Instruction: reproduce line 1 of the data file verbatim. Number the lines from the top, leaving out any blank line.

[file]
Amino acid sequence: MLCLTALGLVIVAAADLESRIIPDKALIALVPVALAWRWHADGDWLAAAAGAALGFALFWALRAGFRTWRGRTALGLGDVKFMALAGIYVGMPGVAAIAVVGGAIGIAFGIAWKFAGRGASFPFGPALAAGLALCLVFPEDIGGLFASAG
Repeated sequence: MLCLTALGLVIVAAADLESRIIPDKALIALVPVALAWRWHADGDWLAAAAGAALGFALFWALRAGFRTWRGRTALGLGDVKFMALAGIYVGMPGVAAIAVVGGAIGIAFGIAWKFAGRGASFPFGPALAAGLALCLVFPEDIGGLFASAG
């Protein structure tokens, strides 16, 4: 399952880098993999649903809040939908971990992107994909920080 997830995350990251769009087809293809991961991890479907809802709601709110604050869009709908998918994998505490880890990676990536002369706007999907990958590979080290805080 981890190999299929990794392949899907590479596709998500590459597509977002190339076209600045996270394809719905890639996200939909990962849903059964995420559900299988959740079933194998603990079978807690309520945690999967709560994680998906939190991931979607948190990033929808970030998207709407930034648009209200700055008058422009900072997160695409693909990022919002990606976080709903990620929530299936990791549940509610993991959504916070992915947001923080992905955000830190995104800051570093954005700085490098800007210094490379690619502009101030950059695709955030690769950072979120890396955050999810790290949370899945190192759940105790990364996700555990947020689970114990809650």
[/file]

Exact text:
Amino acid sequence: MLCLTALGLVIVAAADLESRIIPDKALIALVPVALAWRWHADGDWLAAAAGAALGFALFWALRAGFRTWRGRTALGLGDVKFMALAGIYVGMPGVAAIAVVGGAIGIAFGIAWKFAGRGASFPFGPALAAGLALCLVFPEDIGGLFASAG